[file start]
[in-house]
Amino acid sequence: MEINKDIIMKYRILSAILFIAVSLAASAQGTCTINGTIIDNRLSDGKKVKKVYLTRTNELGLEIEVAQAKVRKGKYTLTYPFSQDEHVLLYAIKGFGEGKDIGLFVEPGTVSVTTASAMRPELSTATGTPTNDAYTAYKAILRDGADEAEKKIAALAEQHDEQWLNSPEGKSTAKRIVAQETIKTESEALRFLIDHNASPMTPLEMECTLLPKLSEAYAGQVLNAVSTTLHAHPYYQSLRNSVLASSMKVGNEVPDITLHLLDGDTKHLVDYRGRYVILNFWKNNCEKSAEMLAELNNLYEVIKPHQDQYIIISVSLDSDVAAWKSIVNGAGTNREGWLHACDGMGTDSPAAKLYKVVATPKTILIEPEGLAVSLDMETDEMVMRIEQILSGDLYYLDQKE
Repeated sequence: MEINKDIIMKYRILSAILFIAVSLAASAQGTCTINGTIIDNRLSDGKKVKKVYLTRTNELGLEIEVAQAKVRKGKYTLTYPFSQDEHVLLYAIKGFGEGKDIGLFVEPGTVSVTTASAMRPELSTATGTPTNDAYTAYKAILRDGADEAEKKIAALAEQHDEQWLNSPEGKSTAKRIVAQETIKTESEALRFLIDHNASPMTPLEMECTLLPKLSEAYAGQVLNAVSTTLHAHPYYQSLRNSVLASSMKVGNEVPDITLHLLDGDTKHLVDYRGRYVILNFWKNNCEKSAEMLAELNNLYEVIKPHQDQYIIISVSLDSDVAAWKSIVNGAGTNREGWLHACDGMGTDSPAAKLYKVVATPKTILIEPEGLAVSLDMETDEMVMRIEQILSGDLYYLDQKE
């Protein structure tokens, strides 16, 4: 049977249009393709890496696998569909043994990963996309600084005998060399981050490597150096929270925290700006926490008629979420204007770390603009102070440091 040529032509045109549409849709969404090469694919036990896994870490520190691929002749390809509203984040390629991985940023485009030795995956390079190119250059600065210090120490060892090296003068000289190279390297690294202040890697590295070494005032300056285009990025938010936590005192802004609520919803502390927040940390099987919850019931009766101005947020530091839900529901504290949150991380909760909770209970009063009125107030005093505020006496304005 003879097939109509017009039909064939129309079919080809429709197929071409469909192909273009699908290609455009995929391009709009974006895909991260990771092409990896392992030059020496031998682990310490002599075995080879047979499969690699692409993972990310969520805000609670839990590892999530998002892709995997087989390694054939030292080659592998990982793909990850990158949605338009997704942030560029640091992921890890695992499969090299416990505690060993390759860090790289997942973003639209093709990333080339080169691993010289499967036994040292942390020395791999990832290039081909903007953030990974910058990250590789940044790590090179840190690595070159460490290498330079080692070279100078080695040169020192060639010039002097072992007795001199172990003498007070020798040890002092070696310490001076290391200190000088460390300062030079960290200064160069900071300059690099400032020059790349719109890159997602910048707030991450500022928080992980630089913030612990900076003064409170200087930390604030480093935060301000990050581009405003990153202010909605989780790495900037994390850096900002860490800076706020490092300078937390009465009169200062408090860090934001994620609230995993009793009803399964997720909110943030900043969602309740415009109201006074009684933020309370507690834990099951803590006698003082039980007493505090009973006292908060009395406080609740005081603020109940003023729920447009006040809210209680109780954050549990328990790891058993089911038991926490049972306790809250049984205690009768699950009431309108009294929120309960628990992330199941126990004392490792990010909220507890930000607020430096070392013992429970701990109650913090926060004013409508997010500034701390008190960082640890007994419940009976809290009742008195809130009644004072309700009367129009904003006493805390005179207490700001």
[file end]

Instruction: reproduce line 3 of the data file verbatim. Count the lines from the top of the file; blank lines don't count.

Repeated sequence: MEINKDIIMKYRILSAILFIAVSLAASAQGTCTINGTIIDNRLSDGKKVKKVYLTRTNELGLEIEVAQAKVRKGKYTLTYPFSQDEHVLLYAIKGFGEGKDIGLFVEPGTVSVTTASAMRPELSTATGTPTNDAYTAYKAILRDGADEAEKKIAALAEQHDEQWLNSPEGKSTAKRIVAQETIKTESEALRFLIDHNASPMTPLEMECTLLPKLSEAYAGQVLNAVSTTLHAHPYYQSLRNSVLASSMKVGNEVPDITLHLLDGDTKHLVDYRGRYVILNFWKNNCEKSAEMLAELNNLYEVIKPHQDQYIIISVSLDSDVAAWKSIVNGAGTNREGWLHACDGMGTDSPAAKLYKVVATPKTILIEPEGLAVSLDMETDEMVMRIEQILSGDLYYLDQKE